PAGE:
Posted by Emily Liang
“Violence. Healing. & Solidarity.” A physical and abstract atmosphere in which we acknowledge the violence in our communities, heal collectively, and stand in solidarity to spread visibility and fight against violence.
Friday, September 19, marked the second annual AAPI Women Lead #ImReady Movement Conference, which took place in the heart of Oakland Chinatown. The #ImReady movement sheds awareness about gender-based violence and sparks discourse about the intersections of our identities. Moreover, the conference provided a safe environment for AAPI women to gather together and appreciate each other’s presence, while celebrating our collective strengths and struggles.
The morning began with an intimate speech from keynote speaker, Killer Bi Nguyen, who shared her personal experiences with domestic violence. Nguyen’s resilience was highlighted through her openness with others to share her story of hardships and how she learned from those experiences. She then went on to explain her current advocacy work as an activist who is fighting for gender equality.
The next scheduled event was a panel filled with inspiring women, including Dr. Kalei Kanuha, Lolan Sevilla, Haleema Bharoocha, and Yilan Batista. They all reflected on their journey of finding solace through social justice work. Batista, specifically, mentioned her background as a Chinese immigrant who faced discrimination and exclusion upon settling in America. Her predominantly white peers ridiculed Batista for her race, so she sought out social media as a means to connect with those who shared similar experiences as her. An impressive feat for a fifteen year old, Batista currently runs an Instagram account (@asian.activiist) with over 38k followers.
As the panelists wrapped up their discussion, the Reclaiming Healing breakout sessions began. There were a variety of workshops, including Surrendering Self to Divine Wisdom, Healing Herbs, Introduction to Tai Chi, a nd Apology Lab. As I attended the Introduction to Tai Chi workshop, I learned a brief history of the purpose and significance of Tai Chi and Martial Arts. The workshop included Silk-Reeling exercises that aim to improve flexibility, joint movement, muscle relaxation, and coordination. We practiced repetitive breathing techniques to release negativity and stress. Overall, the Tai Chi workshop allowed us city-dwellers to slow down and focus on ourselves.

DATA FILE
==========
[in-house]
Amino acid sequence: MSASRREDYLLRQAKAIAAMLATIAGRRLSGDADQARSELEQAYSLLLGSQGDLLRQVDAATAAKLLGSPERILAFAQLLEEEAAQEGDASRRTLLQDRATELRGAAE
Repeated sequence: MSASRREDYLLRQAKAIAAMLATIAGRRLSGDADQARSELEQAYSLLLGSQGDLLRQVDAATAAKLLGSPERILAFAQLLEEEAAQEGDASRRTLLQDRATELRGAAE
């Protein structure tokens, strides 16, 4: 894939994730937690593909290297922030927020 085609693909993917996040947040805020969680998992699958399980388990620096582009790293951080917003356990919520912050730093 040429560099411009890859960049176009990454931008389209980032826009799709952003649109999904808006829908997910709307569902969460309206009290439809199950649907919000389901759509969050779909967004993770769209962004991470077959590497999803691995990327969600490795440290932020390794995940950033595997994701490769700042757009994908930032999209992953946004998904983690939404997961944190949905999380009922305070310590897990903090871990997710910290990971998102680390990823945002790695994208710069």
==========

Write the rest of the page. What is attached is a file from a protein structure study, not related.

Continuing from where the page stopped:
After lunch, I explored the Quiet Body Rooms provided at the conference, which offered healing activities like, Acupuncture, Embodied Touch, and Massage Therapy. These healing offerings required appointments, which were quickly filled with bookings. However, people were still welcome to visit the quiet rooms if they needed a break from their surroundings. Many people soaked in the calming scents of the room by lying down, sitting, or even reading a book.
Finally, the highly-anticipated Fireside Chat from Tarana Burke occurred in the auditorium. She discussed her experience navigating through her life as a woman of color, mother, and civil rights activist. She mentioned her motivation for founding the #MeToo movement, while also grappling with the many critics she faced for the movement. Her words really resonated with me because she reminded me of the large impact our intersecting identities have on our lives and the influence our words have on our peers. Her inspiring background encourages me to push forward in my advocacy work at YAC.
All in all, the #ImReady Conference was a valuable and insightful experience for me, as an Asian-American woman. I gained so much wisdom from the powerful women who gracefully shared stories of their most vulnerable times in life. I feel empowered to be an Asian American woman!